Hashmi, Salima (2009). Hanging Fire: Contemporary Art from Pakistan. New Haven: Yale University Press.

Rana, Rashis (2011, September) Interview by Christopher Lydon. Retrieved on Jan 2013 from http://www.radioopensource.org/rashid-ranas-pakistan-a-mini-version-of-the-globe/

Mirza, Quddus (2010). Rashid Rana: A World Apart. Mumbai: Chatterjee & Lal, Asia Art Archive.

Black, Max (1977). More about Metaphor, Dialectica 31, vol 3‐4, pp 431-457.

Arif, Iftikhar (2011, September) "Faiz Ahmed Faiz – The relevance of his poetry today". Seminar: Faiz Ahmed Faiz – Centenary Celebration, Speakers Biographies and Abstracts, SOAS, University of London. Retreived on April 2013 from http://www.soas.ac.uk/centresoffice/events/framingmuslims/faiz-ahmed-faiz-centenary-celebration-speakers-biographies-abstracts.html

Hassan, Khalid ed. (1988). The Unicorn and the Dancing Girl: Poems of Faiz Ahmad Faiz, New Delhi: Allied Publishers.

Faiz, Faiz Ahmed (1978). Sham-i-shahr-i-yaraan. Lahore: Maktabah-i-Karvan.

Mumtaz, Muhammad (2013). Status of women in Pakistan. Pak Observer. Retrieved on Feb 2013 from http://pakobserver.net/201301/06/detailnews.asp?id=190254

Sharma, Aradhana (2010). India is worse than Pakistan on gender equality. The Times of India. Retrieved on March 2013 http://articles.timesofindia.indiatimes.com/2010-11-05/india/28243298_1_maternal-mortality-india-ranks-pakistan

Watt, Diane (2011). From the streets of Peshawar to the cover of Maclean's Magazine: Reading images of Muslim women as currere to interrupt gendered Islamophobia. Journal of Curriculum Theorizing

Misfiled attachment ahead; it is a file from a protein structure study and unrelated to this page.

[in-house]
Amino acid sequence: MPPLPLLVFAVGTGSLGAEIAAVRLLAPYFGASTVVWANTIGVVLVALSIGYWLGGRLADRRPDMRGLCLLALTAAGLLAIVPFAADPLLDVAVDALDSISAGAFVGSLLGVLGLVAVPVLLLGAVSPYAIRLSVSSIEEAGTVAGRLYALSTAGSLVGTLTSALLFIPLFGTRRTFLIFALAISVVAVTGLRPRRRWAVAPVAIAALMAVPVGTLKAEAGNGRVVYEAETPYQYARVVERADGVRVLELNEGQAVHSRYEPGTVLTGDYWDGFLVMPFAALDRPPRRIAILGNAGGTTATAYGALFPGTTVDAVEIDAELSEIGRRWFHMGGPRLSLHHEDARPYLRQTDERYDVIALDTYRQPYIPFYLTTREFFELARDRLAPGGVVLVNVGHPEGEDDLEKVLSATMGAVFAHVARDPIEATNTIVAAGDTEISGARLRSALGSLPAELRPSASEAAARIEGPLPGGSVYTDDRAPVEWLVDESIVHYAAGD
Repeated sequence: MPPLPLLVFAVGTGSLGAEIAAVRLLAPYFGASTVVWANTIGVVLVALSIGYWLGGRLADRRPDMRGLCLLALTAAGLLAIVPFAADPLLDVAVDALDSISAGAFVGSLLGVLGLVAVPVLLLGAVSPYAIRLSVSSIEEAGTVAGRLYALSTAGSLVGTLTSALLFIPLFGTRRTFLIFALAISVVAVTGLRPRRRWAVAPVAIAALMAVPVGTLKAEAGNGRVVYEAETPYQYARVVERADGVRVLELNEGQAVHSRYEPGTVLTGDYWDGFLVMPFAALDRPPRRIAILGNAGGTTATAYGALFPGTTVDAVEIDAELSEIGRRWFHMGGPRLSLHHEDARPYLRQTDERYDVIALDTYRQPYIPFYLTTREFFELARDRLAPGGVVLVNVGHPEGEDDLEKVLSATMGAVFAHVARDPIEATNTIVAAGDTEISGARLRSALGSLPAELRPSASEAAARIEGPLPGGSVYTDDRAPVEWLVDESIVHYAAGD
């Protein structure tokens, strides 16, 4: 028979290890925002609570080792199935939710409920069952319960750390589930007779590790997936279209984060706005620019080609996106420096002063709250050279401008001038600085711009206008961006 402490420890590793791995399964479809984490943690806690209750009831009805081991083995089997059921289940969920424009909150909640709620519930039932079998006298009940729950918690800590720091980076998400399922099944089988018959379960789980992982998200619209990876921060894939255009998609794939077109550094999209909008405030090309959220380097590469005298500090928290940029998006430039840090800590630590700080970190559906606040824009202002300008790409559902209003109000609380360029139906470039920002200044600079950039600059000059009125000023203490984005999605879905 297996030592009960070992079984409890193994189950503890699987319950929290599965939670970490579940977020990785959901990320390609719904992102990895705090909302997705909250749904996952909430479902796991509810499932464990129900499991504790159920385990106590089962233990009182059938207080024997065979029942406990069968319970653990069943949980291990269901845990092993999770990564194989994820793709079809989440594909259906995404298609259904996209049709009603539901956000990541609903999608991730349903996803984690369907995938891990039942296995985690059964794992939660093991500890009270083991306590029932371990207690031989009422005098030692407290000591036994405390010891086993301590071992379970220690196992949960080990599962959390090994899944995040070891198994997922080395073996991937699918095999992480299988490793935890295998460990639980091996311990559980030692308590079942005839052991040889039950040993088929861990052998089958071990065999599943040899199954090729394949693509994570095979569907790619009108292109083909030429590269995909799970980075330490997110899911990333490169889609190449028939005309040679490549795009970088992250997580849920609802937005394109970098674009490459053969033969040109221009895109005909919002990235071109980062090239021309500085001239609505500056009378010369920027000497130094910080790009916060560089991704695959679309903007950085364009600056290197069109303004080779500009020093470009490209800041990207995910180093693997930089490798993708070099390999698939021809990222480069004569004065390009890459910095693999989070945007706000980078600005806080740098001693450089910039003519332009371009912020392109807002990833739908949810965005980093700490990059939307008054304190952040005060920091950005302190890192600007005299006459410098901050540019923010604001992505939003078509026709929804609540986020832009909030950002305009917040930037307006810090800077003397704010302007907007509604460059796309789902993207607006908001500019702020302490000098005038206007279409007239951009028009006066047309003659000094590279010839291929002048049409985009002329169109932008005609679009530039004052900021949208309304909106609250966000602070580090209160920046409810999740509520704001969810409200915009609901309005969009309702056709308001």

Rana, Rashid (2011), Art and culture is the antidote to intolerance. Creative Times. Retrieved on March 2013 from http://www.creativetimes.co.uk/articles/rashid-rana-art-and-culture-is-the-antidote-to-intolerance

Heffernan, James A. W. (2004). Museum of Words: The Poetics of Ekphrasis from Homer to Ashbery, Chicago: University of Chicago Press.

Prendergast, Monica (2004). Ekphrasis and inquiry: Artful writing on arts-based topics in educational research. Second International Imagination in Education Research Group Conference, Simon Fraser University.

Lessing, Gotthold Ephraim (1853). Laocoon: An Essay on the Limits of Painting and Poetry, Boston: Roberts Brothers.

Chaves, Jonathan (2004). Heaven My Blanket, Earth My Pillow: Poems from Sung Dynasty China by Yang Wan-Li. New York: White Pine Press.

Lee, Rensselaer W. (1940). Ut Pictura Poesis: The Humanistic Theory of Painting. Art Bulletin, pp. 197-269

Faiz, Ahmed Faiz (1981). Mere Dil Mere Musafir. New Delhi: Shāhīn Buk Sanṭar.

Sadequain, (1979). Bol ke lab azad hain tere, Collection of Delhi Art Gallery. Retrieved March 2013, from http://www.delhiartgallery.com/artists/artists_artwork.aspx?artid=647

Bichitr (1615-1618). Jahangir Preferring a Sufi Shaikh to Kings. Collection of Freer Gallery of Art, Washington DC. Retrieved March 2013. from http://www.asia.si.edu/explore/worlds-within-worlds/zoom/jahangir-preferring-sufi-shaykh-to-kings.asp

Qureshi, Imran (2009), Moderate Enlightenment. Private Collection, Venice. Retrieved on March 2013 from http://www.1fmediaproject.net/2011/09/18/

Rana, Rashid (2002). I Love Miniature. Collection of British Museum, London. Retrieved on March 2013 from http://www.radioopensource.org/rashid-ranas-pakistan-a-mini-version-of-the-globe/

Rana, Rashid (2004). Veil I, II & III. Private Collection. Retrieved on March 2013 from http://www.saatchi-gallery.co.uk/artists/artpages/rashid_rana_veil_group.htm

Rana, Rashid (2007). Veil IV. Private Collection at Hong Kong. Retrieved on March 2013 from http://www.artvalue.com/image.aspx?PHOTO_ID=2254166






Copyright (c) 2020 Pakistan Journal of Engineering and Applied Sciences

Powered By KICS